Showing posts with label Stanley Glenn. Show all posts
Showing posts with label Stanley Glenn. Show all posts

Thursday, July 6, 2017

Gene Conley recalls the rocky start to his major league career

At six-foot-eight, Gene Conley towered over his competition on the mound and the hardwood. He used his tremendous athleticism to claim his stake in two professional sports in a way that no other athlete has done since.

The two-sport star earned Major League Baseball and NBA championships respectively with the Milwaukee Braves (1957) and the Boston Celtics (1959-1961), making him the only player ever to accomplish this feat. Sadly, Conley passed away July 4, 2017 in Foxborough, Massachusetts. He was 86.

Gene Conley 1951 Hartford Chiefs
After the Boston Braves lured Conley from his studies at Washington State University at the end of the 1950 school year, Conley’s performance for Class A Hartford in 1951 showed why the Braves persistently recruited him. Conley posted an impressive 20-9 record with a 2.16 ERA, and was named the Most Valuable Player of the Eastern League and the Sporting News Minor League Player of the Year. After one dominant performance, his catcher and former Negro Leaguer player Stanley Glenn, compared Conley to arguably the greatest pitcher ever.

"You reminded me of Satch tonight," Conley recalled during a 2008 telephone interview from his home.

Conley thought that he would work his way through the minor league ranks, but the slumping Braves had plans otherwise. Looking to capture the magic he displayed in his lone minor league season, the Braves management felt that he could continue his meteoric ascent in the major leagues. To his surprise, the Braves kept Conley on the major league roster when they broke from spring training in 1952.

“They brought me up after one year in A-ball to Boston,” he said. “They sent me down as fast as they brought me up!”

Conley was thrown right into the fire, making his debut in the third game of the season against the eventual National League champion Brooklyn Dodgers. It was a step up Conley acknowledged over a half-century later that he wasn’t ready to make.

“I opened up against the Dodgers,” he said. “I remember the first time I was with Braves after I came up from Hartford, I wasn't ready to pitch in the big leagues. The [Dodgers] were just loaded. Oh all of them, the whole works. I remember I was sitting there in the dugout. Spahn opened the season. Someone asked, ‘Who is pitching tomorrow?’ I heard someone say at the end of the bench, ‘They're going to try that phenom from Hartford I believe.’ I was going to crawl under my seat. I think some old veteran said that. I gave up about four runs and he [Tommy Holmes] took me out in the middle of the game.”

Blitzed by the prospect of facing a lineup filled with All-Stars and future Hall of Famers, there was no way for Conley to pitch around the mighty Brooklyn lineup. He recounted how the litany of talent they had didn’t allow him to focus on stopping one single batter.

“Their lineup was so loaded,” he said, “You didn't pay attention, there were so many stars. Someone asked me the other day, ‘Who gave you a lot of trouble?’ I said shoot, you go down the Dodger lineup. How about [Duke] Snider? [Jim] Gilliam? Pee Wee Reese? [Roy] Campanella? They were all good ballplayers, Gil Hodges too … You didn't worry about any one of them because the other guy was just as good. [Jackie] Robinson was a little over the hill, but he could play like he did. [He would] steal a base, work you for a walk, and drive you crazy on the bases.”

After just four appearances that left him with a 7.82 ERA, Conley was mercifully sent to Triple A where he helped to lead their Milwaukee team to the American Association pennant. He followed in 1953 with 23-win season at Toledo where he once again was bestowed with the Sporting News Minor League Player of the Year honors.

He returned to the major leagues for good in 1954, pitching ten straight seasons with the Braves, Philadelphia Phillies, and Boston Red Sox until persistent arm troubles sidelined him in 1963. He finished his career with a 91-96 record, along with three All-Star selections and the aforementioned World Series championship.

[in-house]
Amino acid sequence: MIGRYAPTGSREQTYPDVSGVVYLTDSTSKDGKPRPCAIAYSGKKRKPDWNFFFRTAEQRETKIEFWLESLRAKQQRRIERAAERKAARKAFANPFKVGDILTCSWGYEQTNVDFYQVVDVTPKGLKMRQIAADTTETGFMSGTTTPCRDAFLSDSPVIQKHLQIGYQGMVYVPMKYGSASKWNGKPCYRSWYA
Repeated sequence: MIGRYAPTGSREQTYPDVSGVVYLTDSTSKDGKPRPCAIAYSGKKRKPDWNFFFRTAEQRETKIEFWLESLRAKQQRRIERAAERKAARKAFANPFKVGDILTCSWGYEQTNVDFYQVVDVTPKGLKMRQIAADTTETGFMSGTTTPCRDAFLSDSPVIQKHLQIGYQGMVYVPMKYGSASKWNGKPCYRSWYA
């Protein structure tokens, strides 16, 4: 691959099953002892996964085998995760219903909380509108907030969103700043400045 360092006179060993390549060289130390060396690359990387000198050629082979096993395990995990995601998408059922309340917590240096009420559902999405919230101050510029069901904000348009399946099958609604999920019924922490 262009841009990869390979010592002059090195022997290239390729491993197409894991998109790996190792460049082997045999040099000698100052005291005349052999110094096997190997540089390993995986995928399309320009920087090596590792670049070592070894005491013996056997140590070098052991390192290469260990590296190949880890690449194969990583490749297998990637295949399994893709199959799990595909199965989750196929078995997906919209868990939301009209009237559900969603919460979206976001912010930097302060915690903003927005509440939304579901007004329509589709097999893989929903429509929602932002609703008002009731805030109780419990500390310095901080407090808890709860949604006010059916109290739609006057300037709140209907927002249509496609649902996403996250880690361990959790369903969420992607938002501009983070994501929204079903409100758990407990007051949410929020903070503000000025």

While Conley stood out in baseball for more than just his height, he was humbled by the sheer talent that surrounded him during his career. He enjoyed being able to say that he was able to compete for a long period of time against baseball’s most iconic names.

“When you have eight teams,” he said, “you can imagine how tough the lineups were back in those days. I looked in a book on Hall of Famers, I played with and against more Hall of Famers than I ever saw. What luck did I have? That had to be a good period … I caught all of those guys. I'm glad I pitched through the 50s and 60s. I caught Berra, Mantle, and all of those guys. That was fun.”

Monday, July 13, 2015

Mahlon Duckett, 92, a Philadelphia Negro League legend dies

Mahlon Duckett, one of the last living members of the Philadelphia Stars in the Negro Leagues, passed away Sunday at a Philadelphia area hospital. He was 92.

Duckett was a Philadelphia native who starred in track at Overbrook High School, where he was recruited as an infielder by the Stars after playing semi-pro baseball for a local team. He shored up their infield for a decade from 1940-49 and finished his career in 1950 with the Homestead Grays as the league was on its decline. He was signed with the New York Giants in 1951, but his major league hopes were derailed by a case of rheumatic fever right before he was to head out to training in Arizona. Sidelined for a year by the illness, his career was over.

Mahlon Duckett (center) at the 2008 Judy Johnson Tribute Night / N. Diunte

I first met Mr. Duckett in 2007 at the Wilmington Blue Rocks annual tribute to the Negro Leagues. Gregg Truitt, one of the chairs of the Judy Johnson Foundation, graciously had me as his house guest for a pre-event ceremony with the players and their families. I sat down with him and after being greeted with a smile and handshake, we immediately connected. At the time, I was playing for the Roxborough Bandits, a semi-pro team in Philadelphia’s famed Penn-Del League. Once we started talking about the intricacies of playing the middle infield positions, I knew that I had made a friend.

Mahlon Duckett (r.) with the author in 2007 / N. Diunte

For the rest of the evening, I became Mr. Duckett’s go-to-guy, helping him get around the ballpark and through the on-field ceremonies. After the pre-game honors ended, I accompanied him to the autograph area. I sat with him as he signed autographs for seven innings as a continuous stream of fans approached the table. During breaks in the action, we continued to talk baseball, as Duckett took pauses from signing just so he could finish telling me some of his vast encyclopedia of stories.